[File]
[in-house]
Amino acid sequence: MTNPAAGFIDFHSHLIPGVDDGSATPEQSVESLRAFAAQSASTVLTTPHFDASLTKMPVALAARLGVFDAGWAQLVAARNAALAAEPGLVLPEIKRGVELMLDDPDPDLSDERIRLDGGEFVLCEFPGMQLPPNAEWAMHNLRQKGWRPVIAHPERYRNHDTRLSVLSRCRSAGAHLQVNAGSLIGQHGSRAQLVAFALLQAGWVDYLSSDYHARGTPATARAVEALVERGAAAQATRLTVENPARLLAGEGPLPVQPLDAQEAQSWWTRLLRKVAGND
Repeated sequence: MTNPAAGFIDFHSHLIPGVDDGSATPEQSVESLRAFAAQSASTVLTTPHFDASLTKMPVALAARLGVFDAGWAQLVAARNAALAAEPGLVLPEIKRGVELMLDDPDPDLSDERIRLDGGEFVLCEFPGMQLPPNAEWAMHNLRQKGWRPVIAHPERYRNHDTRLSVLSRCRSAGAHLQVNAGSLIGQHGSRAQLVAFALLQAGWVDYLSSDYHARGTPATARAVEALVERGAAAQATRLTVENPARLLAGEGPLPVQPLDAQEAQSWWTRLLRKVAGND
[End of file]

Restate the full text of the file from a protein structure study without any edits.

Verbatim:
[in-house]
Amino acid sequence: MTNPAAGFIDFHSHLIPGVDDGSATPEQSVESLRAFAAQSASTVLTTPHFDASLTKMPVALAARLGVFDAGWAQLVAARNAALAAEPGLVLPEIKRGVELMLDDPDPDLSDERIRLDGGEFVLCEFPGMQLPPNAEWAMHNLRQKGWRPVIAHPERYRNHDTRLSVLSRCRSAGAHLQVNAGSLIGQHGSRAQLVAFALLQAGWVDYLSSDYHARGTPATARAVEALVERGAAAQATRLTVENPARLLAGEGPLPVQPLDAQEAQSWWTRLLRKVAGND
Repeated sequence: MTNPAAGFIDFHSHLIPGVDDGSATPEQSVESLRAFAAQSASTVLTTPHFDASLTKMPVALAARLGVFDAGWAQLVAARNAALAAEPGLVLPEIKRGVELMLDDPDPDLSDERIRLDGGEFVLCEFPGMQLPPNAEWAMHNLRQKGWRPVIAHPERYRNHDTRLSVLSRCRSAGAHLQVNAGSLIGQHGSRAQLVAFALLQAGWVDYLSSDYHARGTPATARAVEALVERGAAAQATRLTVENPARLLAGEGPLPVQPLDAQEAQSWWTRLLRKVAGND